A cluster of 8 H-1 rocket engines lifted the Saturn I from the launch pad.
|Country of origin||USA|
|Propellant||LOX / RP-1|
|Thrust (SL)||900 kN (205,000 lbf)|
|Chamber pressure||700 psia (4.8 MPa)|
|Isp (SL)||289 s|
|Burn time||155 s|
|Dry weight||1,000 kg (2,200 lb)|
|Saturn I, Saturn 1B|
Rocketdyne's H-1 is a 205,000 lbf (910 kN) thrust liquid-propellant rocket engine burning LOX and RP-1. The H-1 was developed for use in the S-IB first stage of the Saturn I and Saturn IB rockets, where it was used in clusters of eight engines. After the Apollo program, surplus H-1 engines were rebranded and reworked as the Rocketdyne RS-27 engine with first usage on the Delta 2000 series in 1974.
When Heinz-Hermann Koelle first drew up plans for what would become the Saturn, he selected Rocketdyne's E-1 to power it, with four engines in the lower stage. Rocketdyne was developing this 400,000 lbf (1,800 kN) engine for the Titan missile, and it was the largest engine nearing introduction within the time frame that ARPA gave Wernher von Braun to develop what was then known as the "Juno V". In 1957, after the launch of Sputnik 1, the U.S. developed plans to start a civilian space agency, which quickly developed into NASA. As the Army had lost interest in large rockets, they agreed to turn over von Braun's ABMA team to NASA, becoming the Marshall Space Flight Center. The handover would take place in 1960.
Shortly after these plans were made, ARPA visited ABMA and told von Braun that they still had $10 million in their budget to spend before the handover. They asked if there was anything they could do before the handover that could effectively use the money. Von Braun called in Koelle and showed them a model of the Juno V, but the ARPA visitors noted that the E-1 engine wouldn't be ready by 1960. Brainstorming, they decided that the best approach was to make a minor upgrade to Rocketdyne's existing 175,000 lbf engines to boost them to 200,000 lbf (890 kN), and use eight of these new H-1 engines instead of four E-1s. A contract for development was tendered on 15 August 1958, and by early 1959 the name had changed from Juno to Saturn, referring to the succession as the planet after Jupiter, the Jupiter missile being the previous ABMA design. Rocketdyne had several engine designs in the pipeline at that point, the E-1 and the F-1 being developed for the US Air Force.
Like all of Rocketdyne's early engines, the H-1 used a waterfall injector fed by turbopumps, and regeneratively cooled the engine using the engine's fuel.
Unlike the J-2 engine used on the S-IVB stage, the H-1 was a single-start engine. It could be fired multiple times—and engines were usually subject to two or more static test firings before a mission to flight-qualify them—but it could not be restarted in flight, because some components required for the startup sequence were non-reusable. In particular, the engine was ignited by a Solid Propellant Gas Generator (SPGG), which was essentially a small solid rocket, and had to be replaced after each firing.
To start the engine a 500V AC voltage was applied to the SPGG, which ignited the solid propellant. This produced hot gas which was allowed to build up until reaching a pressure of 600-700 psi, after which a bursting diaphragm released it into the turbine which drove the fuel turbopumps. This began the process of pumping fuel and oxidizer into the engine, and the hot gases from the SPGG provided the initial energy required to ignite the fuel/oxidizer mix. Once the fuel and oxidizer were being pumped and burning, the process was self-sustaining until engine shutdown.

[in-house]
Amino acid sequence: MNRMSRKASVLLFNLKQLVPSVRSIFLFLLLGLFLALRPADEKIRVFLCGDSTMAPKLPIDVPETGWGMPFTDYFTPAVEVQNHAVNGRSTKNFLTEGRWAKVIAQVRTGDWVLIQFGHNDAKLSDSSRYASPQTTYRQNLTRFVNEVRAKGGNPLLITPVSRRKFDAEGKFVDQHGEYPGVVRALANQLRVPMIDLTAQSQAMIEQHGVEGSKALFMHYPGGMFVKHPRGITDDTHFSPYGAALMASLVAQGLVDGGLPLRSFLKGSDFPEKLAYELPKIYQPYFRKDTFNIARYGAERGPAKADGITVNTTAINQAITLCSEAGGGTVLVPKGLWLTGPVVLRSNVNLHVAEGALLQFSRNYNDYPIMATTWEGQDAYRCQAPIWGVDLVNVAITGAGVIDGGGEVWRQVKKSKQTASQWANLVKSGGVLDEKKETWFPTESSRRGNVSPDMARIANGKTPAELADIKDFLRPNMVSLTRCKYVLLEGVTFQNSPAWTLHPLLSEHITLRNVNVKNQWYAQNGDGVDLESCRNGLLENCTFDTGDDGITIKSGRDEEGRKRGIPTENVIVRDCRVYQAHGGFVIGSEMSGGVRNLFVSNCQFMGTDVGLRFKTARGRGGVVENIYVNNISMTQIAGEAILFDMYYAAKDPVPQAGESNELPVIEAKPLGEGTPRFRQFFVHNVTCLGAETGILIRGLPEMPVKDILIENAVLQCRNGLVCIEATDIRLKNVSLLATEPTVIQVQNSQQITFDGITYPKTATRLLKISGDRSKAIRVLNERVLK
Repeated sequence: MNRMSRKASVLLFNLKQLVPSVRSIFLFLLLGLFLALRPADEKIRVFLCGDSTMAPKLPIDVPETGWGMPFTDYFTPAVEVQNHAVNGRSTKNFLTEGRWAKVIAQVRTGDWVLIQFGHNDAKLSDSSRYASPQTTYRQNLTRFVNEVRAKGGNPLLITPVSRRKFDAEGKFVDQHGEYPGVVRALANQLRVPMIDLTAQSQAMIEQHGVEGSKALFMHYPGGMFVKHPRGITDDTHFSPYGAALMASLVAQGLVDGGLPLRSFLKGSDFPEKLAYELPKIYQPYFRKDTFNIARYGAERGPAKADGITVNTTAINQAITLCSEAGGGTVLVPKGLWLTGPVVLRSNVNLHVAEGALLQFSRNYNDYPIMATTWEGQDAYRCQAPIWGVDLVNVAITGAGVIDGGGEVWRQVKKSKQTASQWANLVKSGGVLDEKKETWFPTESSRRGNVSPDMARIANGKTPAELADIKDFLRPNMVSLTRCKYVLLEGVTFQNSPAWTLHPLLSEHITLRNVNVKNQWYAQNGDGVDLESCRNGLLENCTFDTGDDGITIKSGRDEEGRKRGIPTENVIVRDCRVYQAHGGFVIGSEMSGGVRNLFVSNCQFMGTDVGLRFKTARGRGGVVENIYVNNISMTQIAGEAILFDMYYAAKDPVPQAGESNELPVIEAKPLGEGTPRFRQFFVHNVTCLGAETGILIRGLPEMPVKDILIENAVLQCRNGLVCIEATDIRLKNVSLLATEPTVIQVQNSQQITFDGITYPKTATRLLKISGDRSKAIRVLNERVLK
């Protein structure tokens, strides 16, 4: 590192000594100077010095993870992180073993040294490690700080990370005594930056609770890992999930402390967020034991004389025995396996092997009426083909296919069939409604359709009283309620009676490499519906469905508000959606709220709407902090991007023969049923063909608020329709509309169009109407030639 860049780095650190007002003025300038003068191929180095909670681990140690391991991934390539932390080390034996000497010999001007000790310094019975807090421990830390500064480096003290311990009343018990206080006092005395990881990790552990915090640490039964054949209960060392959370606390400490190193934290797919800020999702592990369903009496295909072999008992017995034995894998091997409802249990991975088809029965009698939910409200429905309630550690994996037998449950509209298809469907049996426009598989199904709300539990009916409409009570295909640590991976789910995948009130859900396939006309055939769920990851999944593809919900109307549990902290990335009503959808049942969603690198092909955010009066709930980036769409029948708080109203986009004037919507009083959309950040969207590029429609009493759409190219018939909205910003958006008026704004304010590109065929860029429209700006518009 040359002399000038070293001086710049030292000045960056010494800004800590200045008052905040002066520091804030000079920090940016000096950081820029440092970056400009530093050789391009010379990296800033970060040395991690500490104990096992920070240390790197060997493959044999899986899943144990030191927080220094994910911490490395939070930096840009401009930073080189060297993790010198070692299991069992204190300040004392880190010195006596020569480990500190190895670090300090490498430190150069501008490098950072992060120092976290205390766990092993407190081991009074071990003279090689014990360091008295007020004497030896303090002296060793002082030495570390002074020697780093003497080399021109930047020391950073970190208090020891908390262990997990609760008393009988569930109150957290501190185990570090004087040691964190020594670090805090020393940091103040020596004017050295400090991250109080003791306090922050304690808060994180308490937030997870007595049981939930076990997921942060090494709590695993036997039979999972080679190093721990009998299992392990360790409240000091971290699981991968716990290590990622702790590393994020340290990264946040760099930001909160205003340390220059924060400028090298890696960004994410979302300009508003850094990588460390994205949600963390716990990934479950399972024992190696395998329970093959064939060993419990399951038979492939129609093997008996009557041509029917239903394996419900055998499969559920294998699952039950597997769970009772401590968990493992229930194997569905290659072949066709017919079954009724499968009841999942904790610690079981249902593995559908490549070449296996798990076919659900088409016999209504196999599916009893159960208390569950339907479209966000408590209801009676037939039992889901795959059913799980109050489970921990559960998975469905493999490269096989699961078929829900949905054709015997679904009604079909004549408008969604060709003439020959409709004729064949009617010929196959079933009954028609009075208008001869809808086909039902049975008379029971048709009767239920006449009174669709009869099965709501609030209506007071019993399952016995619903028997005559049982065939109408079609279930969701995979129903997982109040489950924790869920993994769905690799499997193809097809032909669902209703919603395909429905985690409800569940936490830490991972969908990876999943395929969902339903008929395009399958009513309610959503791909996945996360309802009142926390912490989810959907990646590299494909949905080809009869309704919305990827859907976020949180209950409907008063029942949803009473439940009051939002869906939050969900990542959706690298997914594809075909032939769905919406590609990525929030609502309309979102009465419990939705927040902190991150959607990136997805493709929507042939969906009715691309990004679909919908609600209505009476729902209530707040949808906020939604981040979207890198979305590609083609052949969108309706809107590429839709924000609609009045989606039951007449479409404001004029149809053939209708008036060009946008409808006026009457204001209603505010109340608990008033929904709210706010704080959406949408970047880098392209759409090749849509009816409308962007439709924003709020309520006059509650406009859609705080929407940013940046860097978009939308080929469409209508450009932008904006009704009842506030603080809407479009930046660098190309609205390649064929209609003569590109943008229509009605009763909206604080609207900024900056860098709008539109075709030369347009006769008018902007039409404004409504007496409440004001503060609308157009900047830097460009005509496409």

- Contractor: NAA/Rocketdyne
- Vehicle Application: Saturn I / S-I 1st stage - 8 engines
- Vehicle Application: Saturn IB / S-IB 1st stage - 8 engines
|SA-201 through SA-205||SA-206 and subsequent|
|Thrust (sea level)||200,000 lbf (890 kN)||205,000 lbf (910 kN)|
|Thrust duration||155 s||155 s|
|Specific impulse||289 s||289 s|
|Engine weight dry (inboard)||1,830 pounds (830 kg)||2,200 pounds (1,000 kg)|
|Engine weight dry (outboard)||2,100 pounds (950 kg)||2,100 pounds (950 kg)|
|Engine weight burnout||2,200 pounds (1,000 kg)||2,200 pounds (1,000 kg)|
|Exit-to-throat area ratio||8:1||8:1|
|Propellants||LOX & RP-1||LOX & RP-1|
|Fuel flow rate||2092 USgal/min (132 L/s)|
|Oxidizer flow rate||3330 USgal/min (210 L/s)|
|Nominal chamber pressure||633 psi (4.36 MPa)|
- "Delta 2000 series". Encyclopedia Astronautica. Retrieved 8 June 2012.
- Kyle, Ed (9 April 2010). "Delta 2000 series - Extended Long Tank Delta". Space Launch Report. Retrieved 7 June 2012.
- Koelle, Juno V Feasibility, pp. 1-2; William A. Mrazek, "The Saturn Project," Astronautics, 5 (July 1960): 26-27; von Braun, "The Redstone, Jupiter, and Juno," in Emme, ed., History of Rocket Technology, pp. 107-119.
- Neufeld (2007), p. 331.
- Neufeld (2007), pp. 341–346.
- Bilstein (1996), pp. 27—28.
- Bilstein (1996), p. 37.
- Neufeld (2007), p. 318.
- Bilstein, Roger E. (1996). Stages to Saturn: A Technological History of the Apollo/Saturn Launch Vehicles. The NASA History Series. Washington: NASA. ISBN 978-0-16-048909-9. Archived from the original on 2004-10-15.
- Neufeld, Michael J. (2007). Von Braun: Dreamer of Space, Engineer of War. New York: Alfred A. Knopf. ISBN 978-0-307-26292-9.
- Skylab Saturn IB Flight Manual, 30 September 1972